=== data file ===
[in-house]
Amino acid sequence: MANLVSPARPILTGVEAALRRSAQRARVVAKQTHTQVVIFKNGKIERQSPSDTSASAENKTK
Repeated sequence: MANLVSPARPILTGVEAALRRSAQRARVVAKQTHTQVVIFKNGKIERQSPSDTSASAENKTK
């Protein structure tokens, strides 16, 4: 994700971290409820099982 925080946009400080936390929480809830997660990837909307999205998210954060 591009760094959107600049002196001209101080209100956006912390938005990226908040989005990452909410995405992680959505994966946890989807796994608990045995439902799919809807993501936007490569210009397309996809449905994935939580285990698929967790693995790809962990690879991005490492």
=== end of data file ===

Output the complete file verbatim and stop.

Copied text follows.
[in-house]
Amino acid sequence: MANLVSPARPILTGVEAALRRSAQRARVVAKQTHTQVVIFKNGKIERQSPSDTSASAENKTK
Repeated sequence: MANLVSPARPILTGVEAALRRSAQRARVVAKQTHTQVVIFKNGKIERQSPSDTSASAENKTK
């Protein structure tokens, strides 16, 4: 994700971290409820099982 925080946009400080936390929480809830997660990837909307999205998210954060 591009760094959107600049002196001209101080209100956006912390938005990226908040989005990452909410995405992680959505994966946890989807796994608990045995439902799919809807993501936007490569210009397309996809449905994935939580285990698929967790693995790809962990690879991005490492």